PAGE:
A pardoned stagecoach robber, becomes government agent and marries a naive unsuspecting east-coast dentist in order to join a wagon train and catch the smugglers who have been selling guns to the Indians.
Don Knotts is Hollis Figg, the dumbest bookkeeper in town. When the city fathers buy a second-hand computer to cover up their financial shenanigans, they promote Figg to look after things, ... See full summary »
A deranged scientist is using his employer's top-secret bio-laboratory to engage in clandestine eugenics experiments. When he starts kidnapping leading citizens for use in his twisted tests... See full summary »
After working for several years in the state capital for the government, Andy Sawyer learns that the mayor of his hometown is retiring from the position and is looking for an appointee to ... See full summary »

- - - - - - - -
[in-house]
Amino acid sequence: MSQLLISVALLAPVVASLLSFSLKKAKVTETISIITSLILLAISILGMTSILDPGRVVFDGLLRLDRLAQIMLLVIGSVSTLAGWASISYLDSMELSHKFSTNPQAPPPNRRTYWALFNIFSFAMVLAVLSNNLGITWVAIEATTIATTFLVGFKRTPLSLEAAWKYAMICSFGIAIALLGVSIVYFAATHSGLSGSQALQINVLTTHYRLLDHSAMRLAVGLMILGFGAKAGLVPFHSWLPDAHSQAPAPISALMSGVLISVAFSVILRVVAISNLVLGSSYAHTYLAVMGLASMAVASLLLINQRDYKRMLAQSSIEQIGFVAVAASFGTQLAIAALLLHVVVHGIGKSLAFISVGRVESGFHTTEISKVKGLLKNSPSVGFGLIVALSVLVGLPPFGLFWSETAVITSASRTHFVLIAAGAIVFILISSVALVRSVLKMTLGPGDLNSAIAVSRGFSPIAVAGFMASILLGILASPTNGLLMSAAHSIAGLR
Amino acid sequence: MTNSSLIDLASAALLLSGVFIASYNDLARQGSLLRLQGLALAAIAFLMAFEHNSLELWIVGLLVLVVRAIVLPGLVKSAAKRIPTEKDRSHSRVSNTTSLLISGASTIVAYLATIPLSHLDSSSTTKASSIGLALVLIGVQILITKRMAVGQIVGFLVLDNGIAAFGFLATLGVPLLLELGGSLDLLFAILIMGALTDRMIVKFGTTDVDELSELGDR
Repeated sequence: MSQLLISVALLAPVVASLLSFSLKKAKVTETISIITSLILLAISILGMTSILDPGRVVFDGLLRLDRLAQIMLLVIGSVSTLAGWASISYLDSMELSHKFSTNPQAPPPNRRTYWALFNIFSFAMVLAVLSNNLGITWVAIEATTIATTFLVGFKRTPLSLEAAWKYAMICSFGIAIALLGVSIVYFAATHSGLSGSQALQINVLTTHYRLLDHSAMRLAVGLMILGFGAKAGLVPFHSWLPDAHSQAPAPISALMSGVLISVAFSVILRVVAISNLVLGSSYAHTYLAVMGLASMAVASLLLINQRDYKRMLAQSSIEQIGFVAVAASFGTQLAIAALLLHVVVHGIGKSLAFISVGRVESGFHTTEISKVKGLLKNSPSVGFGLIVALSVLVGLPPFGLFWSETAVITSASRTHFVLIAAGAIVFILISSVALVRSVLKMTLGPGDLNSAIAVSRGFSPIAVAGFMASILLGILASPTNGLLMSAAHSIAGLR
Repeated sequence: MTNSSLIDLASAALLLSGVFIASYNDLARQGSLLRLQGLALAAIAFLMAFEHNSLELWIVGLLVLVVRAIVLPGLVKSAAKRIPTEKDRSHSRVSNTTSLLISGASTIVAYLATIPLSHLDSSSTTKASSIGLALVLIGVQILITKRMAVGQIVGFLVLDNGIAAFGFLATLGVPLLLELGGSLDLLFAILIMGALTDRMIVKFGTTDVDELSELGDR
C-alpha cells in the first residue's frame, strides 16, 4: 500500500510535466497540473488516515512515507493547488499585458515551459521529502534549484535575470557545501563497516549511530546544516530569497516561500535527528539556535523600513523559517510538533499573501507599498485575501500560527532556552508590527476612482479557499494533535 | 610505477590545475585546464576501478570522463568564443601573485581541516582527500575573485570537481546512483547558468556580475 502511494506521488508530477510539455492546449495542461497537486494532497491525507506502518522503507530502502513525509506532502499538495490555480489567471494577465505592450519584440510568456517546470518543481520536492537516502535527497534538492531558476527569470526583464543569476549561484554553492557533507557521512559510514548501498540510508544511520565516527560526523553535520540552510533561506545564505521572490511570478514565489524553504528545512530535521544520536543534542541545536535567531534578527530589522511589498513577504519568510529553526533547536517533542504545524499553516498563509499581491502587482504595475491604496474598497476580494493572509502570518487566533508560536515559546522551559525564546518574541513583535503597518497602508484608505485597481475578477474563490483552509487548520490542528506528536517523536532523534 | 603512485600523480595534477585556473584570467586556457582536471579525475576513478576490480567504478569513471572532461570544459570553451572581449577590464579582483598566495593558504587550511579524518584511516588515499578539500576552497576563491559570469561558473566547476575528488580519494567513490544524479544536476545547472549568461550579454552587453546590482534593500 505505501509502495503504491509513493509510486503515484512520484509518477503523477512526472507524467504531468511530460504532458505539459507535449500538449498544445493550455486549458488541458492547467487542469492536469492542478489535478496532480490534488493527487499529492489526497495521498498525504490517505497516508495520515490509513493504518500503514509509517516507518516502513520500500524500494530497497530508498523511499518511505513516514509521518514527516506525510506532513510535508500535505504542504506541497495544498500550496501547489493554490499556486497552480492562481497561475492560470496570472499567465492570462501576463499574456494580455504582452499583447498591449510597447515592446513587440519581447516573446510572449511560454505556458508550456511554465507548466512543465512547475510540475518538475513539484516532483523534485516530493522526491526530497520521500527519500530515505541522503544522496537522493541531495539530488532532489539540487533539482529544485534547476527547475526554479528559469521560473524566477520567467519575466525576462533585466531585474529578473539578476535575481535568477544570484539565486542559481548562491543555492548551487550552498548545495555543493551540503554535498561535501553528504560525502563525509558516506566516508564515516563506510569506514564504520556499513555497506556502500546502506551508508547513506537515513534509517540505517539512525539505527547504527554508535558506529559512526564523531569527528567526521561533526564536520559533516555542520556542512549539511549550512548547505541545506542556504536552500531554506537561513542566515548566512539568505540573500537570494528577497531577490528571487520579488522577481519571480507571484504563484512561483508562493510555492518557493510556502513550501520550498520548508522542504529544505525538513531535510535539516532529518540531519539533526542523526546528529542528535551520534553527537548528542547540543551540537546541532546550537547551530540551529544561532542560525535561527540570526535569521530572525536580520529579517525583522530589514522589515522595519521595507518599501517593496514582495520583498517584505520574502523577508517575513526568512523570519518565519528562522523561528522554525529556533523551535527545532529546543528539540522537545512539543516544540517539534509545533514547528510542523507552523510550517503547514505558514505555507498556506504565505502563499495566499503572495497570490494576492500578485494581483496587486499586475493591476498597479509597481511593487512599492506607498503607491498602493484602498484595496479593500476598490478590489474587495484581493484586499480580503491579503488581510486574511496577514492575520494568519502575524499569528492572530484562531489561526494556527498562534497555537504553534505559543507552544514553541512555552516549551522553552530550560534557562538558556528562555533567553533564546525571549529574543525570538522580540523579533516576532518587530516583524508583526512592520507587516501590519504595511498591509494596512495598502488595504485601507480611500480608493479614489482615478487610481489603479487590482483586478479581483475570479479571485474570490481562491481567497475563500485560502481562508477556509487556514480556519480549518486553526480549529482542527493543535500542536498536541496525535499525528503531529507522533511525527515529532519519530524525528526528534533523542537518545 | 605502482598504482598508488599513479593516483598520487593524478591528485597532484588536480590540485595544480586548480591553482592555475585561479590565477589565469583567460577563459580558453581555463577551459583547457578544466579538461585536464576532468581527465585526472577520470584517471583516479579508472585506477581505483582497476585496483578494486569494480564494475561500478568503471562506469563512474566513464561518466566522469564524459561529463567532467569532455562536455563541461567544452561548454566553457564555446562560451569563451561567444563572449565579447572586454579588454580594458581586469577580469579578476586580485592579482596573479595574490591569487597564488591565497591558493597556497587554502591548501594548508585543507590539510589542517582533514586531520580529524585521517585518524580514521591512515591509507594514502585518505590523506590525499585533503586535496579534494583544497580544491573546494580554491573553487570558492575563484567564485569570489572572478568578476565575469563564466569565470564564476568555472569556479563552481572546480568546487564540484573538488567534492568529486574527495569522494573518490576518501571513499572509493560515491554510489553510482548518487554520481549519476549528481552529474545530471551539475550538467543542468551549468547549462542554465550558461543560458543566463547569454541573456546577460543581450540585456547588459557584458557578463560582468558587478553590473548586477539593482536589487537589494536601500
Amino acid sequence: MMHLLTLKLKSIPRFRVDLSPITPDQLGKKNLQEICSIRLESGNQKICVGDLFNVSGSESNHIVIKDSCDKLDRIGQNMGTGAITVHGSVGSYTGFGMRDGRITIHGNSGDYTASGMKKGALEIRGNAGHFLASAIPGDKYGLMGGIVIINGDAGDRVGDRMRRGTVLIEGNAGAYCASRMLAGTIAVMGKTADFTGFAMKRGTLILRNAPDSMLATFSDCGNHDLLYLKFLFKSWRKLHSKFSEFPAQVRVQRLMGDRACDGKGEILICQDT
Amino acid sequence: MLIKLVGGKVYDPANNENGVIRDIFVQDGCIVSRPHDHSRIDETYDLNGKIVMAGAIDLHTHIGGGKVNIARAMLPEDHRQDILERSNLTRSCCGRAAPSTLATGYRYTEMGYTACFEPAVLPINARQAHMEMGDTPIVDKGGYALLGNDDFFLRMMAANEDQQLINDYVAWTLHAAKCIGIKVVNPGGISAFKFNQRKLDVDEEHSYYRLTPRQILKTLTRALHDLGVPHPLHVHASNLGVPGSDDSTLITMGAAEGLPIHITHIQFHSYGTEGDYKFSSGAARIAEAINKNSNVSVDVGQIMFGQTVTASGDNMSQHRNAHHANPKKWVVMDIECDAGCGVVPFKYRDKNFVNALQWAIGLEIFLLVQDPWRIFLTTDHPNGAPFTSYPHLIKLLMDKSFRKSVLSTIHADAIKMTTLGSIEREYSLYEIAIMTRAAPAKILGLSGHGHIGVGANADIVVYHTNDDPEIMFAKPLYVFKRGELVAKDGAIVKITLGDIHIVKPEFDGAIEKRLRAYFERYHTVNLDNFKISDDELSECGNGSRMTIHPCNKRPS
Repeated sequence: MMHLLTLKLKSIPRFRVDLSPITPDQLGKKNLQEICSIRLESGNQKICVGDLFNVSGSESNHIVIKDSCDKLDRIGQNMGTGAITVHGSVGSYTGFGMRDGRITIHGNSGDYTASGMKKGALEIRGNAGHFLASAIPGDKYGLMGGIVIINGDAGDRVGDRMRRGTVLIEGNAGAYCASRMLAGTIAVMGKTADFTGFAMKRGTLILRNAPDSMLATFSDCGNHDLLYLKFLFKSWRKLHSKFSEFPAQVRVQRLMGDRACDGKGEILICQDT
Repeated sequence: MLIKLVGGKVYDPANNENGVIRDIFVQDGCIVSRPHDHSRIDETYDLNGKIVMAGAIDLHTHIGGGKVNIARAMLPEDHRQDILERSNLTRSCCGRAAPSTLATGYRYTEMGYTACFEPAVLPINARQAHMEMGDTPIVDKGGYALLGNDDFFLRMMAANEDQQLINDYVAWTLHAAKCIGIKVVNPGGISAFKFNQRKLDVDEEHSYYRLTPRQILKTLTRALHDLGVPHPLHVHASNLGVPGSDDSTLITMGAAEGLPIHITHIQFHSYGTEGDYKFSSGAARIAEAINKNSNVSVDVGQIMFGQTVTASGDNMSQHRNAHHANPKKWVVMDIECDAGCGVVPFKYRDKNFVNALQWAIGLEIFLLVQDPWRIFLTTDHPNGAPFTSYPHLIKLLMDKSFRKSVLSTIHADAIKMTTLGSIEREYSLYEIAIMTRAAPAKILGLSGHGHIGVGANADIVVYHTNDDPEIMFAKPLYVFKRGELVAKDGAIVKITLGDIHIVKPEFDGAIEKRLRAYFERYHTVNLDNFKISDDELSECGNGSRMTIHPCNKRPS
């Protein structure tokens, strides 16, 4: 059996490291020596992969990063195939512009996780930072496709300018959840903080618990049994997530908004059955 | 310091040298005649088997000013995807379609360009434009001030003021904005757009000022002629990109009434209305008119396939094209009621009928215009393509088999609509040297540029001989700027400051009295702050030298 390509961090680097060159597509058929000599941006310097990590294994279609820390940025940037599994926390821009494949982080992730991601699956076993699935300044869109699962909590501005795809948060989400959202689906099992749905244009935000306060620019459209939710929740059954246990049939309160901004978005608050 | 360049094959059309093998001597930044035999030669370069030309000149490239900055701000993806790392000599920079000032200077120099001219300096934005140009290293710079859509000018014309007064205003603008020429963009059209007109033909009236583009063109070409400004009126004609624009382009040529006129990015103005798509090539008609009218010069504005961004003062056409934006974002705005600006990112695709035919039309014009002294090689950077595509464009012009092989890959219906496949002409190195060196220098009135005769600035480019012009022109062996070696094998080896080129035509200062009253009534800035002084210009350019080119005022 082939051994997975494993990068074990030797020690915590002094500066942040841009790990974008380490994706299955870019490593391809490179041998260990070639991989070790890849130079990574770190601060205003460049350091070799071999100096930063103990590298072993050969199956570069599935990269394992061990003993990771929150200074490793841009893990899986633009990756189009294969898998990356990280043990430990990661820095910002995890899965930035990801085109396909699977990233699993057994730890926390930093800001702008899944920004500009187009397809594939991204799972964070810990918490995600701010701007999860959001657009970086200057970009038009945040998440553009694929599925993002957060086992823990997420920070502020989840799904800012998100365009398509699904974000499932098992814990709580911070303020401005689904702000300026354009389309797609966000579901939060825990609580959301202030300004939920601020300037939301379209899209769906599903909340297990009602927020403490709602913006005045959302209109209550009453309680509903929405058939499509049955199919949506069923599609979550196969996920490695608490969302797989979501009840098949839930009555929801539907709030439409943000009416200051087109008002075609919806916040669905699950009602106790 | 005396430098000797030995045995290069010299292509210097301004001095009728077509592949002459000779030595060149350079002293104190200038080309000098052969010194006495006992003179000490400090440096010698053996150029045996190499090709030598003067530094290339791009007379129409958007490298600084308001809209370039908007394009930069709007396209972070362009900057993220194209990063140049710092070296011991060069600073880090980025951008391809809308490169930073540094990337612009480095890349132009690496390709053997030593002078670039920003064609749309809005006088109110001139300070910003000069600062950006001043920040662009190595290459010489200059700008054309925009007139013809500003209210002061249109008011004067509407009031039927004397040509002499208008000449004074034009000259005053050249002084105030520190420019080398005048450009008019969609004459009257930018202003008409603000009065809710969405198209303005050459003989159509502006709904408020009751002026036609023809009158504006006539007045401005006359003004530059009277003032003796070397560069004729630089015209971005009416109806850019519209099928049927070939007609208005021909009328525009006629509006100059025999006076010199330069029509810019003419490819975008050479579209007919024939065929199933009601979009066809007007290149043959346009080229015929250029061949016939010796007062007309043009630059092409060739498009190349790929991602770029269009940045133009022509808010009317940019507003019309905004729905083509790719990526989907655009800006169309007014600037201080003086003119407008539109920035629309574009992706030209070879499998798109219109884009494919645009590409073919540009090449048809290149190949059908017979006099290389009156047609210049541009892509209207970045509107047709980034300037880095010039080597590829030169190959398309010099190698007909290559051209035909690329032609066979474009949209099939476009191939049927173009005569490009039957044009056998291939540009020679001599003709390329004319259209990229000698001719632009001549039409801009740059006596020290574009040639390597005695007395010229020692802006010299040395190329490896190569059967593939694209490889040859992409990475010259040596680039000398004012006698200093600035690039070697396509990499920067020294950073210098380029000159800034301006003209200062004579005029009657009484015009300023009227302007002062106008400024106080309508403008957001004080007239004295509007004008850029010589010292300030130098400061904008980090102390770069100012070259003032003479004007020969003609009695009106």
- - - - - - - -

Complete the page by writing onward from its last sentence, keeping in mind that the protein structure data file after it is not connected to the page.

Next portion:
Ann Morgan Guilbert
Dyan Cannon's agent gave her a choice of appearing in the Don Knotts comedy and securing a five picture deal with Universal Studios or appearing as Alice in the comedy "Bob & Carol & Ted & Alice". She wisely chose the latter and earned a Supporting Actress Oscar nomination. See more »
Obvious stunt double for Tremaine as he is knocked over the chair in Twilight's office. The stuntman is younger than actor Edmond O'Brien (Tremaine). See more »
Well, I just watched "The Love God?" on DVD, part of a 2 DVD, 4 movie set called "The Reluctant Hero" Set. In addition to "The Love God?", "The Ghost and Mr. Chicken", "The Reluctant Astronaut" and "The Shakiest Gun in the West" are also included in the set.